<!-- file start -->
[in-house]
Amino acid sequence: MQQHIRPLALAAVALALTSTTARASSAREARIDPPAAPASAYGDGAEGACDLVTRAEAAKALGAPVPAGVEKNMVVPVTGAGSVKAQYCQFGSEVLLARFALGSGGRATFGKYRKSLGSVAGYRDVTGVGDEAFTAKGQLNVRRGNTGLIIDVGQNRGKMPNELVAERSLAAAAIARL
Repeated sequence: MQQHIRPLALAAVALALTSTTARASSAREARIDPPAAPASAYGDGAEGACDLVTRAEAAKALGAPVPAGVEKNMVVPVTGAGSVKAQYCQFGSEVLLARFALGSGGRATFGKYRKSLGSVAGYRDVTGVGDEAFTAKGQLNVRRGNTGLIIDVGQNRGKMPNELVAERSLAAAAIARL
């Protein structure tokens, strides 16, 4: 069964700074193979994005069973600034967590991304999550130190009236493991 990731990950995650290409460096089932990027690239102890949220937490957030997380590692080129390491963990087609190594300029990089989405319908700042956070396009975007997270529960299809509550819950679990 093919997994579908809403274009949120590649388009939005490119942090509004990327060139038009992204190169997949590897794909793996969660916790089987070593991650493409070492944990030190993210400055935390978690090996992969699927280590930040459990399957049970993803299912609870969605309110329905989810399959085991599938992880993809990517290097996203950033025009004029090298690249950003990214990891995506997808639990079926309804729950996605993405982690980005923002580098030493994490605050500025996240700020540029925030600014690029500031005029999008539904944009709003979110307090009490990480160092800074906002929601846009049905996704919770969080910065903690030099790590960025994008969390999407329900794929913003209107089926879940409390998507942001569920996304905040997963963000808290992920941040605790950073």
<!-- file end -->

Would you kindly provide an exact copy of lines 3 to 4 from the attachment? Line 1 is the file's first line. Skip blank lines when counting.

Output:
Repeated sequence: MQQHIRPLALAAVALALTSTTARASSAREARIDPPAAPASAYGDGAEGACDLVTRAEAAKALGAPVPAGVEKNMVVPVTGAGSVKAQYCQFGSEVLLARFALGSGGRATFGKYRKSLGSVAGYRDVTGVGDEAFTAKGQLNVRRGNTGLIIDVGQNRGKMPNELVAERSLAAAAIARL
């Protein structure tokens, strides 16, 4: 069964700074193979994005069973600034967590991304999550130190009236493991 990731990950995650290409460096089932990027690239102890949220937490957030997380590692080129390491963990087609190594300029990089989405319908700042956070396009975007997270529960299809509550819950679990 093919997994579908809403274009949120590649388009939005490119942090509004990327060139038009992204190169997949590897794909793996969660916790089987070593991650493409070492944990030190993210400055935390978690090996992969699927280590930040459990399957049970993803299912609870969605309110329905989810399959085991599938992880993809990517290097996203950033025009004029090298690249950003990214990891995506997808639990079926309804729950996605993405982690980005923002580098030493994490605050500025996240700020540029925030600014690029500031005029999008539904944009709003979110307090009490990480160092800074906002929601846009049905996704919770969080910065903690030099790590960025994008969390999407329900794929913003209107089926879940409390998507942001569920996304905040997963963000808290992920941040605790950073």